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Kyle Higashioka has become Yankees' personal catcher for Gerrit Cole

Gerrit Cole and Kyle Higashioka of the Yankees

Gerrit Cole and Kyle Higashioka of the Yankees celebrate after defeating the Orioles in Game 1 of a doubleheader at Yankee Stadium on Sept. 11. Credit: Jim McIsaac

BUFFALO – Kyle Higashioka, as expected, caught Gerrit Cole a fourth straight start Tuesday night, meaning Gary Sanchez did not.

And while Aaron Boone during his first spring training said that in general he was against the notion of a "personal catcher," all indications continue to be that Higashioka will be paired with Cole in Game 1 of the wild-card round, and any ensuing postseason starts the ace makes.

"I don't necessarily love it," Boone said Tuesday afternoon, echoing somewhat what he said in March 2018. "That said, I don't mind it."

Boone continued: "If you have a guy that is the clear backup that's only playing once every four days or once every five days and they get in a good rhythm with a pitcher…I mean, obviously, I've been doing it here with Higgy and Cole. I think over the long haul, maybe you try to avoid it a little bit, but if it's a natural matchup and things are rolling, obviously I'm not against it."

And, entering Tuesday night, the numbers certainly spoke for themselves.

When Cole took the mound against the Blue Jays, he stood at 6-3 with a 3.00 ERA overall, but 2-1 with a 0.90 ERA – with 27 strikeouts and five walks in 20 innings – in his last three starts, all with Higashioka behind the plate. Cole has a 3.91 ERA in eight games with Sanchez.

Though it would be grossly unfair – not to mention overly simplistic – to say Sanchez has kept Cole from being his best, the numbers are what the numbers are. And at this point of the season, with the playoffs on the horizon, any minor edge, perceived or otherwise, must be looked into.

"I think I can work with pretty much anybody," Cole said Monday, straddling the line as best he could. "There are some things that have worked out in the last few starts that may lead the manager to lean one way or the other, but ultimately it’s not my call and I’ll be ready with whoever’s out there. I think both backstops that have caught me this year have done a great job."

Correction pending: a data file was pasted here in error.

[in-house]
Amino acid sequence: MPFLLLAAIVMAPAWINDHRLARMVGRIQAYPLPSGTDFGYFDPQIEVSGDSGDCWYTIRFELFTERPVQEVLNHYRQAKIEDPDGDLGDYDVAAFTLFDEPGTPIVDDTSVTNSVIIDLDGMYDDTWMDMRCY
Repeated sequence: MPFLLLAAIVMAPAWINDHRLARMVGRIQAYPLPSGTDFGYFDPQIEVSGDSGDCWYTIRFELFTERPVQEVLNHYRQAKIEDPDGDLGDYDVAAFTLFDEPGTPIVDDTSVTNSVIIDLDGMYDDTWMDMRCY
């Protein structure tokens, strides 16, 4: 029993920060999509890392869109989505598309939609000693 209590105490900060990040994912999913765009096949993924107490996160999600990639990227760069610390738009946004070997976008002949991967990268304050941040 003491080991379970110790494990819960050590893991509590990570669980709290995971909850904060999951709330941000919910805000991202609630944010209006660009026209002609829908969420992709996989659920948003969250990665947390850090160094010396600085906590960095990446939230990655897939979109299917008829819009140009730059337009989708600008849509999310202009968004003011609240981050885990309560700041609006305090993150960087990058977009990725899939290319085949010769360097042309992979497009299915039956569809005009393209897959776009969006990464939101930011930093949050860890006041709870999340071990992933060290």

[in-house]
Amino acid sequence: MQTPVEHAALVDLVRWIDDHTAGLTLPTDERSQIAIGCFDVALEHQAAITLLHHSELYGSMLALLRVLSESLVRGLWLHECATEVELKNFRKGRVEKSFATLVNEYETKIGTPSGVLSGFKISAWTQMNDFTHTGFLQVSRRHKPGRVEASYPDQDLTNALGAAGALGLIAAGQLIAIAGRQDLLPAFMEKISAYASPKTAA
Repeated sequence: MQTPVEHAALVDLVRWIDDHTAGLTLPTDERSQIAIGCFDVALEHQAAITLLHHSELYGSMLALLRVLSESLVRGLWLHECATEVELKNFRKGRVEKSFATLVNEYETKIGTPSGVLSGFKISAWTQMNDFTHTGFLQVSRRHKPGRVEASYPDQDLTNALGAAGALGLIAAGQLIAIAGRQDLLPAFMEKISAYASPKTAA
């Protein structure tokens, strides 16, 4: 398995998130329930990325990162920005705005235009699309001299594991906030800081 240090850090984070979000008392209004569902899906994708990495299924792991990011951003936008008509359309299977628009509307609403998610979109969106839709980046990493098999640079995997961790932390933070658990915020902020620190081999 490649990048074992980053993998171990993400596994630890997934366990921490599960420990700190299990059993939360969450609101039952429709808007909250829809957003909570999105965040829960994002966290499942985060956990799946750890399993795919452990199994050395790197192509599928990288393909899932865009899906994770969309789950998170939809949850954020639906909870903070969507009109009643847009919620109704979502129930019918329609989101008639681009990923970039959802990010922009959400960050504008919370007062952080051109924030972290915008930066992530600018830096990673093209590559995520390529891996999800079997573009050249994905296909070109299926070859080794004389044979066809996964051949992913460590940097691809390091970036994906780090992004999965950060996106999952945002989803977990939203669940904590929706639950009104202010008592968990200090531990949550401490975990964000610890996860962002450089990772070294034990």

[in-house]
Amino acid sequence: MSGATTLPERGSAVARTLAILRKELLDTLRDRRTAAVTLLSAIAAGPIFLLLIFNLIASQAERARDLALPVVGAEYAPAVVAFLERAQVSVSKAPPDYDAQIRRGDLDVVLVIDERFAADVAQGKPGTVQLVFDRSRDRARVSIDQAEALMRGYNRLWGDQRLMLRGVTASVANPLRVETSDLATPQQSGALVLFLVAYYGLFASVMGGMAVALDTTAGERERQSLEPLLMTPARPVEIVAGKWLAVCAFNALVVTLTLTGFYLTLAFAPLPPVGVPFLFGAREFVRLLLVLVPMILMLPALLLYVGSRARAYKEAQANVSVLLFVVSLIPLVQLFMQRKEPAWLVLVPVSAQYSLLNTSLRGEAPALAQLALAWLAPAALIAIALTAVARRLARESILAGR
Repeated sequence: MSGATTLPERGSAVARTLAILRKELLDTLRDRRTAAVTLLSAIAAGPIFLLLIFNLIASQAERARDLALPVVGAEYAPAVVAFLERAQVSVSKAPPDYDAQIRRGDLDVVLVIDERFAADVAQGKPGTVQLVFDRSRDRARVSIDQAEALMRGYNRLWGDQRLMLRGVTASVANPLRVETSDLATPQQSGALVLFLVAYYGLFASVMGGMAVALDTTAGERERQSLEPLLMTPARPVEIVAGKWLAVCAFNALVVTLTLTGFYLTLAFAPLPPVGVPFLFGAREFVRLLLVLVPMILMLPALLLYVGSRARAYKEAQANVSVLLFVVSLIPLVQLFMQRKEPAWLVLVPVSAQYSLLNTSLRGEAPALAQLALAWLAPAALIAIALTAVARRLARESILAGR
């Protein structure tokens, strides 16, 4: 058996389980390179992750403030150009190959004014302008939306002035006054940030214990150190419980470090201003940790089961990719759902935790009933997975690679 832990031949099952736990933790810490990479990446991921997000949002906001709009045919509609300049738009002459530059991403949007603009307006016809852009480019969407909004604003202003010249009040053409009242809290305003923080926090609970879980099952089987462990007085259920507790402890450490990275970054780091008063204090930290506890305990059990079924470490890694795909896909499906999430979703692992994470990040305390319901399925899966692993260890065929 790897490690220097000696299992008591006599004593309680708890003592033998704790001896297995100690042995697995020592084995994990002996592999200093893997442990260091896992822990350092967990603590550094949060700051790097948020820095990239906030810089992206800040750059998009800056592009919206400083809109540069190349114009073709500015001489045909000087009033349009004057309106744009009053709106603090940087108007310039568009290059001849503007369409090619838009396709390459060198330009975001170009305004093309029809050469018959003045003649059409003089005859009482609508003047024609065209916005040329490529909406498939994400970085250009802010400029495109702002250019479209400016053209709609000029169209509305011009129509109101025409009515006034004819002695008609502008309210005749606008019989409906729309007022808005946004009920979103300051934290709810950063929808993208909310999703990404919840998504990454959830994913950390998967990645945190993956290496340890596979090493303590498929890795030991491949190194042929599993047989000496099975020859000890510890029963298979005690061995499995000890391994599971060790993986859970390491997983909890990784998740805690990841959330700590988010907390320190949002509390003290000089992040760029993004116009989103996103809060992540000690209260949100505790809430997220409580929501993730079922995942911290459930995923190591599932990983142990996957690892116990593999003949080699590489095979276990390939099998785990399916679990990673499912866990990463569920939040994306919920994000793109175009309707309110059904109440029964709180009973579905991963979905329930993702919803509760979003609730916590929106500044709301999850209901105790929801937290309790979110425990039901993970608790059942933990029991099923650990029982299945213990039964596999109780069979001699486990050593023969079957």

Boone addressed the topic in his first spring training, that time in relation to Jordan Montgomery and then backup Austin Romine. Montgomery was a revelation for then-manager Joe Girardi in 2017 as a rookie, finishing 9-7 with a 3.88 ERA. But Montgomery was better with Romine, with whom he produced a 3.68 ERA compared with a 4.50 ERA with Sanchez and Girardi, who like Boone had professed an aversion to personal catchers, mostly stuck with that combination.

"Bottom line is we’ve got an elite-level catcher [who] we’re not going to sit down and get into the personal [catcher] stuff," Boone said in March 2018. "Gary’s going to do the bulk of the catching [and] I’d prefer to stay away from matching guys up. Because then you get into a key start late in the year, you get in a playoff situation, and all of a sudden guys haven’t been together where you’re going to ride your horses. I would prefer to stay away from it."

But, as Boone said Tuesday, that die has been cast, at least for the rest of 2020 and it should not be controversial in the least. Girardi, after all, sat Jorge Posada for all five of A.J. Burnett’s five postseason starts en route to the 2009 World Series title in favor of the pitcher’s preferred catcher, Jose Molina. Boone said he is not concerned long-term at the message Sanchez, still considered the catcher of the present and future for the Yankees, might take from essentially being benched when it comes to catching Cole, a franchise cornerstone in the first season of a nine-year, $324 million deal.

"I'm not worried about it," Boone said. "We're down to the final days here of the regular season and what we hope is a long run in the postseason. And the bottom line is he's [Sanchez] going to play a huge role in that, and I look forward to him hopefully helping us win a championship."

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